Christmas in Tucson is a bit different from much of the rest of the country. Sure, there’s the same toxic tendency toward materialistic frenzy; the areas around the major retail centers are a nightmare from Thanksgiving forward. Already teetering on the edge of Santa’s favor, I was pushed from the perch most ardently when he saw my conduct whilst trapped in the right lane in front of the local Target store. (Honestly, it was intended as an impassioned wave of goodwill; three fingers and a thumb were merely slow to do their part). People here, like in most places, tend to be more receptive to those in need this time of year; Tucsonans are known for quick response and a giving nature in response to tales of holiday woe. (Selectively, apparently; mine went unheeded). There’s the usual decorating, singing of terrible songs and time spent with immediate and extended family. All in all, there’s really only one glaring difference between Christmas in Tucson and most other places in the United States, and that is the weather.
There’s no answer to a dream of a white Christmas here, unless there’s a flour mishap in the kitchen or you’re a cocaine addict with allergies. While many of you spend part of each day shoveling snow, the only thing I scoop up is the dog’s reinterpretation of the meals I so faithfully plop in front of her each day. (Oh, wait; the wife does that – both the plopping and the scooping. These are duties (doodies) clearly beneath my station). The only thing crunching beneath my feet are my reading glasses, and the only time I can see my own breath is when I cough with my mouth full. If I want to play in the snow, it’s a mere forty-five minute drive up the mountain. However, with age comes a heightened sense of one’s own mortality, and the last time I went I cracked my tailbone on a submerged rock. Had my boys not been hiding inside me, shying from the bitter cold, I might have sent two tiny snowballs rolling downhill as well. Keep your snowy Christmas. I like the warm weather; it’s why I live here. (That and the fact that my I grew up here and I’m too poor to move away).
My mother-in-law lives in the foothills of north Tucson. This year we spent much of the day up at her house. My idea of a good Christmas day is a lot of food, eaten with great speed and focus, until a sudden, almost painful feeling of distention, announced with a ceremonial casting of belt and unbuttoning of pants, followed by theatrical groans of misery and alternately thunderous and mouse-like emanations from one’s southern hemisphere are all achieved. Sadly, in order to get there, all must first do their part to prepare the meal and get it on the table. I find this part of a holiday meal (its preparation) most tedious and exhausting, so much so that I jumped (okay, slowly rose from my chair with a symphony of cracking bones and muffled whimpers) at the chance to play some frisbee outside with my daughter and daughter-in-law.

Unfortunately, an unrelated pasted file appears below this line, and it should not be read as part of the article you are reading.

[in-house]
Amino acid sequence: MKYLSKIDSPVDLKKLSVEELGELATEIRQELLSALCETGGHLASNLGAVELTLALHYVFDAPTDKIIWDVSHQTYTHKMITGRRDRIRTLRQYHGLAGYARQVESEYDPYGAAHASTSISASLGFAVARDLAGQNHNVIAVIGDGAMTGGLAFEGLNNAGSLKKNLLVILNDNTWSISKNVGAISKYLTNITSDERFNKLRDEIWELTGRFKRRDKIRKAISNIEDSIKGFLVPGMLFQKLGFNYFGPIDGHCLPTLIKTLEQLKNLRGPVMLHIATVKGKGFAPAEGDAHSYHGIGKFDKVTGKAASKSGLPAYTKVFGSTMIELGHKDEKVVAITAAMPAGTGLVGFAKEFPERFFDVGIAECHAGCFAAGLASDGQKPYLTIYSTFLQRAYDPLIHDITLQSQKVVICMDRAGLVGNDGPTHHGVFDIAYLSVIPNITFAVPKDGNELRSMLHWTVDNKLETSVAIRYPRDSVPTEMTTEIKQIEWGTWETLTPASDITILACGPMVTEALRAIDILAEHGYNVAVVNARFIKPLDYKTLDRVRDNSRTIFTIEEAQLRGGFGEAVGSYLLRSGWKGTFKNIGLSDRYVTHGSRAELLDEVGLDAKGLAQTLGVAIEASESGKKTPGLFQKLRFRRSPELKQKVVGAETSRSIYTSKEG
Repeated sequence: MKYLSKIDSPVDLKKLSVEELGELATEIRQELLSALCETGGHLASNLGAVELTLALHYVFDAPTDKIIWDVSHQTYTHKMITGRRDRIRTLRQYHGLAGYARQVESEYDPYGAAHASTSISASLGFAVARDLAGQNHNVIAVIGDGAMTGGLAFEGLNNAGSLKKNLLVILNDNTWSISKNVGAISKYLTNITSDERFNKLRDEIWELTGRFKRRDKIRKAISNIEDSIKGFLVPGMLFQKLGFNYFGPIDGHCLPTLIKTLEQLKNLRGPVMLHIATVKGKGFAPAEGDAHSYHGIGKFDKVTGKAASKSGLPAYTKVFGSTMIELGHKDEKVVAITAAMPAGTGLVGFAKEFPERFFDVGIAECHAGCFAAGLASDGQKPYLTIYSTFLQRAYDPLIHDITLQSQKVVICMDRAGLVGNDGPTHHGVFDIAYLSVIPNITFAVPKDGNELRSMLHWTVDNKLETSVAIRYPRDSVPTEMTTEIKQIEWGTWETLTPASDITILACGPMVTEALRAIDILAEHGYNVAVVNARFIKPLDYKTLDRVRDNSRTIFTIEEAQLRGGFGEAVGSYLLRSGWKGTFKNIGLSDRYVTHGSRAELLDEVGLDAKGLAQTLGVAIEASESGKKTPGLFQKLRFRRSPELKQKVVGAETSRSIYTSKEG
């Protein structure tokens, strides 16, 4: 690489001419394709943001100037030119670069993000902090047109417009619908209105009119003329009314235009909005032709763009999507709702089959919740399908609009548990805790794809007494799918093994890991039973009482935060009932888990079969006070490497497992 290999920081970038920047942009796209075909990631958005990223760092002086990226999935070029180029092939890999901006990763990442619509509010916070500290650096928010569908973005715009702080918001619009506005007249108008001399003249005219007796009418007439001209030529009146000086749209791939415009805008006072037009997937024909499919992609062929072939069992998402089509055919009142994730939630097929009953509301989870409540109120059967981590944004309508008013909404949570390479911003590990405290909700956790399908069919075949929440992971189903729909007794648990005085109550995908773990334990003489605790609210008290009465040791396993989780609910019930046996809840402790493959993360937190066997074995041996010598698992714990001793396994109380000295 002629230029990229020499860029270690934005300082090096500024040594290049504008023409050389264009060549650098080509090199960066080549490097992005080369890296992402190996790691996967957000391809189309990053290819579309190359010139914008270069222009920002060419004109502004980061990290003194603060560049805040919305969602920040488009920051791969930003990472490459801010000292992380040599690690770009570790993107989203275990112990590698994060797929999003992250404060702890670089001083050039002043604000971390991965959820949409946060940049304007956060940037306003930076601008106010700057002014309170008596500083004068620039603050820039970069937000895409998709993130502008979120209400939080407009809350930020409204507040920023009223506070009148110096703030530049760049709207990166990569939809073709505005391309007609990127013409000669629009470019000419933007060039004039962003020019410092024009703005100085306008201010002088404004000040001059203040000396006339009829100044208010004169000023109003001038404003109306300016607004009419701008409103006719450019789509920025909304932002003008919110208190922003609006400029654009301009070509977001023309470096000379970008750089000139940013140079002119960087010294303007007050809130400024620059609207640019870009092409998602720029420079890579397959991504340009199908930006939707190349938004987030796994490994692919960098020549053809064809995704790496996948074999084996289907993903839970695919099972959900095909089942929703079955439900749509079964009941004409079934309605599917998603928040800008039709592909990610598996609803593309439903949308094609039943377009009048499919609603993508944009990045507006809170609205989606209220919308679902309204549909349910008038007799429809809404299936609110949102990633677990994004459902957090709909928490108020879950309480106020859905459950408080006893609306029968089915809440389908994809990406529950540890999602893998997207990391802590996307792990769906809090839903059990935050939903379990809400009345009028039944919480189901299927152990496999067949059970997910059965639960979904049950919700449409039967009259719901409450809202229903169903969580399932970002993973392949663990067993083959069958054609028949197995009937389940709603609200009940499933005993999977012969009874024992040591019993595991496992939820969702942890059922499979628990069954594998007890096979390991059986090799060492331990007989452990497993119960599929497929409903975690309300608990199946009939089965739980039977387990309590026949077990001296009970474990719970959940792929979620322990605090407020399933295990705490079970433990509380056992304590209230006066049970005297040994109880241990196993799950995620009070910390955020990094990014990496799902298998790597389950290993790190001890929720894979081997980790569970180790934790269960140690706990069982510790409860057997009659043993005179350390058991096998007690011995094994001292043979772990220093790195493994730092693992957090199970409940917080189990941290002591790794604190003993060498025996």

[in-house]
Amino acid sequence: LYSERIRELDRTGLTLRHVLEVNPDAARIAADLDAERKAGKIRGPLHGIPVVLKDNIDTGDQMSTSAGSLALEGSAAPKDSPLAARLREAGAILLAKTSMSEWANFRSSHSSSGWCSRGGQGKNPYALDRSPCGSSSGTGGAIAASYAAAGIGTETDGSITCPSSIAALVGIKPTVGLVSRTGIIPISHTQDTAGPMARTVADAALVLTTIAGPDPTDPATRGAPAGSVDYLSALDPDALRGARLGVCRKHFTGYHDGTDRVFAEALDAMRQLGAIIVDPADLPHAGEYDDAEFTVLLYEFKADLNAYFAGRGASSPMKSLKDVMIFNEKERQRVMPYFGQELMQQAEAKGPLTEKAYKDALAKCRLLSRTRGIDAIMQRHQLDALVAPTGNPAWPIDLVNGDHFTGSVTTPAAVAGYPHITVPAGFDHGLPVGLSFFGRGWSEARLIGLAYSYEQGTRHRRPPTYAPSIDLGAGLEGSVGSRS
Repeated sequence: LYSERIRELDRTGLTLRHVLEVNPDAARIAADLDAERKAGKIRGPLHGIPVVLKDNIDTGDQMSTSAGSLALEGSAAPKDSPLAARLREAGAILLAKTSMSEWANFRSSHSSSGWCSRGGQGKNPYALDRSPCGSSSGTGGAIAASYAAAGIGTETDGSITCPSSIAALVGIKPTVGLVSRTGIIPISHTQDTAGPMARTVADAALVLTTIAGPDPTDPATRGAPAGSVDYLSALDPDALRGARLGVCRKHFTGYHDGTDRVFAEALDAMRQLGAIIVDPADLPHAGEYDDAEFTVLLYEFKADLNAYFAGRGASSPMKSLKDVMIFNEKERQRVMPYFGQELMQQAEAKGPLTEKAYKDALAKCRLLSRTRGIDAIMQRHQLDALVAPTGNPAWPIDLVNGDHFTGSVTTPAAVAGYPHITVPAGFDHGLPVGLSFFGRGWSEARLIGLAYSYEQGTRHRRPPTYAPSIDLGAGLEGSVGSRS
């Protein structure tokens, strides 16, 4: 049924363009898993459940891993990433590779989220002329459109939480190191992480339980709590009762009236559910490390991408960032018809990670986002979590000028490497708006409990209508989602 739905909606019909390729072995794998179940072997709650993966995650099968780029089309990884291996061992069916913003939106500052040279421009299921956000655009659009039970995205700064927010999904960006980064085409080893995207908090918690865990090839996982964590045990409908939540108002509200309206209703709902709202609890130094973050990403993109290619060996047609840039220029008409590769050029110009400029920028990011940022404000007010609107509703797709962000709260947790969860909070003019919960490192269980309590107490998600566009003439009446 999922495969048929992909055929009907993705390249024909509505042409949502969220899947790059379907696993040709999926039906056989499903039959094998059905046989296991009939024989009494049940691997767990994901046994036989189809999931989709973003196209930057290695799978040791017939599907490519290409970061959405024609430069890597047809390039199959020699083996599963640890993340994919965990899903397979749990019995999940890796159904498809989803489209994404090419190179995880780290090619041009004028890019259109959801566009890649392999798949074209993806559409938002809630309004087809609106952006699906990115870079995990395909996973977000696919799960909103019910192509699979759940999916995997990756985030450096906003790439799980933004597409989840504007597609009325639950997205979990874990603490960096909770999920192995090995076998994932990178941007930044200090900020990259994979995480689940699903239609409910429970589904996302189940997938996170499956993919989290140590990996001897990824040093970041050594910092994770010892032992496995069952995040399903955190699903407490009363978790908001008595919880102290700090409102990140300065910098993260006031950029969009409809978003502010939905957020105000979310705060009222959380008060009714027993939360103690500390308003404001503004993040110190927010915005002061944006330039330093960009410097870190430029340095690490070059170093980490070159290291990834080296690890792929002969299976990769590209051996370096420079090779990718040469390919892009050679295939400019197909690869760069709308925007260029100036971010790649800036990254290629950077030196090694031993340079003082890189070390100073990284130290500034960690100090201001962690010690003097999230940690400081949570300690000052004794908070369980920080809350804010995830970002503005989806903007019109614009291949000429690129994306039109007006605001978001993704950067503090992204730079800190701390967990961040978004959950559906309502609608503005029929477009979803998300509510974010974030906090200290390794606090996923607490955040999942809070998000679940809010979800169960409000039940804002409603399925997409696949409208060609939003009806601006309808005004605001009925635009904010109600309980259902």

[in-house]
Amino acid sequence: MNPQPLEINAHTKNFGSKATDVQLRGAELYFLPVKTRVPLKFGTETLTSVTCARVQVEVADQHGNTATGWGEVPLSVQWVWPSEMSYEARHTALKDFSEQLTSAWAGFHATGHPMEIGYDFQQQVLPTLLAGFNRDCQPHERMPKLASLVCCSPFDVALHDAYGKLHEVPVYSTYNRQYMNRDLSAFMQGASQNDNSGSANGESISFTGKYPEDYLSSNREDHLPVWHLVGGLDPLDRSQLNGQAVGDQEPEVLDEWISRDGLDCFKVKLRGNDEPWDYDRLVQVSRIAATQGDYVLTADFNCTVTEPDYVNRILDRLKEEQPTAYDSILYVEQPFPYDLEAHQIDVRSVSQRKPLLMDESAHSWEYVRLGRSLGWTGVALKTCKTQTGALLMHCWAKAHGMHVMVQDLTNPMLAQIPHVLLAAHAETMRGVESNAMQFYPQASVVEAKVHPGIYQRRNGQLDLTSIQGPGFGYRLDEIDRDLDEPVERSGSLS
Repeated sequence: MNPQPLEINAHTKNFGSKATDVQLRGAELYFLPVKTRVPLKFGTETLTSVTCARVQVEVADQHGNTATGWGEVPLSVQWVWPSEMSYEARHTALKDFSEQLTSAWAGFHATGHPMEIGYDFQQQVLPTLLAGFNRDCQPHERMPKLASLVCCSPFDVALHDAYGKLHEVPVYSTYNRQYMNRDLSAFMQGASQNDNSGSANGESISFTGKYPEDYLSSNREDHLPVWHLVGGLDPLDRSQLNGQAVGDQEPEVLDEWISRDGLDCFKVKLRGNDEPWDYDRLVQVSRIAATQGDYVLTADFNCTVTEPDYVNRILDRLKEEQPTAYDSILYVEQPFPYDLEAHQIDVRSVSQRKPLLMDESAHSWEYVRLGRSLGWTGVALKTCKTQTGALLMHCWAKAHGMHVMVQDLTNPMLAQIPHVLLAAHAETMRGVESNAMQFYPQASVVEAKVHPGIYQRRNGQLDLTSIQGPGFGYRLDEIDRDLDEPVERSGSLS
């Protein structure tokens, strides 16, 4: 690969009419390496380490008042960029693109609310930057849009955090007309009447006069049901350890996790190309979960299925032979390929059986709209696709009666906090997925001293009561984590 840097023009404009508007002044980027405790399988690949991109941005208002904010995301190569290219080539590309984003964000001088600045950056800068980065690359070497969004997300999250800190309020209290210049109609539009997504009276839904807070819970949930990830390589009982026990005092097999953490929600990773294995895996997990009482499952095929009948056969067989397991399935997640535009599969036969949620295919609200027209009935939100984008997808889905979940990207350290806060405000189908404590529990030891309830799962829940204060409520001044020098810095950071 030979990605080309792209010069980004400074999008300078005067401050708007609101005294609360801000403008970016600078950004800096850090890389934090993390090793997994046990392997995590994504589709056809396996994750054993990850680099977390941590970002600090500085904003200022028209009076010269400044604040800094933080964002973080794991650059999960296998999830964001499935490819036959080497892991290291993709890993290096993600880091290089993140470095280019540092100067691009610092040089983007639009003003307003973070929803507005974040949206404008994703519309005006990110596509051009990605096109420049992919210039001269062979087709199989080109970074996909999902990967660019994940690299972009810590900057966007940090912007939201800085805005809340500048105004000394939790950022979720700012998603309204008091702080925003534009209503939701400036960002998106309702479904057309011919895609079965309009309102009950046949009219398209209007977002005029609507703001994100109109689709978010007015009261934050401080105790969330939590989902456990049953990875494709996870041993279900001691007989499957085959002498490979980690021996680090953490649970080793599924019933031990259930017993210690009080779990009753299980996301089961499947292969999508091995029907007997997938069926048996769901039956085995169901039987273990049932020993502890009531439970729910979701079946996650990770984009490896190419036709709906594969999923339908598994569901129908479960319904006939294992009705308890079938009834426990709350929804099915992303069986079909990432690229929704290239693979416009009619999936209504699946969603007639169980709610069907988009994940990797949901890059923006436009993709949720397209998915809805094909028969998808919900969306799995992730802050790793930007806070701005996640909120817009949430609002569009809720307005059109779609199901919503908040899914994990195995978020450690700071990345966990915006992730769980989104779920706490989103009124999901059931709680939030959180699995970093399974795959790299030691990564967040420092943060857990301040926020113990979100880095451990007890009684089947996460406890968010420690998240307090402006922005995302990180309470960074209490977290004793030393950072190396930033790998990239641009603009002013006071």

I like playing frisbee. First of all, I am fairly good at it, having in my younger days been entranced by both wasting time on the University of Arizona mall instead of going to class and things that hover or float in the air. Secondly, one can appear to be somewhat athletic while expending little in the way of energy. If a toss to you is less than perfect, it is perfectly acceptable to allow it to land without trying to run and catch it; it’s how those with lesser ability learn to improve. (I also saw my daughter mimicking my waddle, to the giggles of my son’s wife; she made me look like Slim Pickens chasing after a tossed campfire tin).
As the sun was waning, the desert became awash in color and shadow, and I took a break to take some pictures. The intrinsic harshness of the desert was softened in a golden hue, and we all stopped to admire the stark beauty of our home.
After a few minutes admiring His creation and the serenity and beauty of our surroundings, someone yelled from the house that dinner was ready and I pushed down both girls in my haste to make it to the door first.
Ultimately,the time with family was fun, the conversation easy, loud and filled with interruption, as family conversations tend to be. Best of all, in relatively short order I attained the paradoxical state of sweet, painful overindulgence; and even though it was sixty-eight degrees, with nary a snowflake in sight, it was truly a Christmas to remember.